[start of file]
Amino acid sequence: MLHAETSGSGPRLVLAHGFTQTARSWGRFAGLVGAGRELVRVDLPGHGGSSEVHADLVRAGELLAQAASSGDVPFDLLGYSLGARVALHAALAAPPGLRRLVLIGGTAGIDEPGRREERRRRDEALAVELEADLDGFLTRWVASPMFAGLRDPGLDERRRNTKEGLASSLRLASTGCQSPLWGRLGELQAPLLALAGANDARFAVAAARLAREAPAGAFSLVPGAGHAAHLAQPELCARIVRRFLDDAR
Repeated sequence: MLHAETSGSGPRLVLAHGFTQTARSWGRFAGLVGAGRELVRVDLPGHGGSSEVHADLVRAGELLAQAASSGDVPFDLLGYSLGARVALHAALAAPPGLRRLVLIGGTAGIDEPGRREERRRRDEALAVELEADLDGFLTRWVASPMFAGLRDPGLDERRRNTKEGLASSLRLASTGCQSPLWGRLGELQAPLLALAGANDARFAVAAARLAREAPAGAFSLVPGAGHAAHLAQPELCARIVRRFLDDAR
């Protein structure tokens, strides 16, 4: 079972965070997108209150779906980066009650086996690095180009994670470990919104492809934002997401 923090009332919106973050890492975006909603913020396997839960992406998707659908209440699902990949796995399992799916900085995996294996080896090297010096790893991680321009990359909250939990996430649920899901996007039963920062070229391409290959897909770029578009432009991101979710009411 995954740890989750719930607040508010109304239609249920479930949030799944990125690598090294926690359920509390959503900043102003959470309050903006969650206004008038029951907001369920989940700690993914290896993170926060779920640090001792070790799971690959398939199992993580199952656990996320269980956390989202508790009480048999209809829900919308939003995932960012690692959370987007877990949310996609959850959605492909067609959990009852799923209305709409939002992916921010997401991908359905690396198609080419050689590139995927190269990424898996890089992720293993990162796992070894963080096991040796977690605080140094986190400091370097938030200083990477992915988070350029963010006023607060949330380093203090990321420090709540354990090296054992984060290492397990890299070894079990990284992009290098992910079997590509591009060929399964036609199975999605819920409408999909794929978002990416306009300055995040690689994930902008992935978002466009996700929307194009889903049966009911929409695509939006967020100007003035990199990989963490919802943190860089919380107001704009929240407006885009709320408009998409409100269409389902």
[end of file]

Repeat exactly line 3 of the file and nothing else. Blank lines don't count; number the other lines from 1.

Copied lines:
């Protein structure tokens, strides 16, 4: 079972965070997108209150779906980066009650086996690095180009994670470990919104492809934002997401 923090009332919106973050890492975006909603913020396997839960992406998707659908209440699902990949796995399992799916900085995996294996080896090297010096790893991680321009990359909250939990996430649920899901996007039963920062070229391409290959897909770029578009432009991101979710009411 995954740890989750719930607040508010109304239609249920479930949030799944990125690598090294926690359920509390959503900043102003959470309050903006969650206004008038029951907001369920989940700690993914290896993170926060779920640090001792070790799971690959398939199992993580199952656990996320269980956390989202508790009480048999209809829900919308939003995932960012690692959370987007877990949310996609959850959605492909067609959990009852799923209305709409939002992916921010997401991908359905690396198609080419050689590139995927190269990424898996890089992720293993990162796992070894963080096991040796977690605080140094986190400091370097938030200083990477992915988070350029963010006023607060949330380093203090990321420090709540354990090296054992984060290492397990890299070894079990990284992009290098992910079997590509591009060929399964036609199975999605819920409408999909794929978002990416306009300055995040690689994930902008992935978002466009996700929307194009889903049966009911929409695509939006967020100007003035990199990989963490919802943190860089919380107001704009929240407006885009709320408009998409409100269409389902």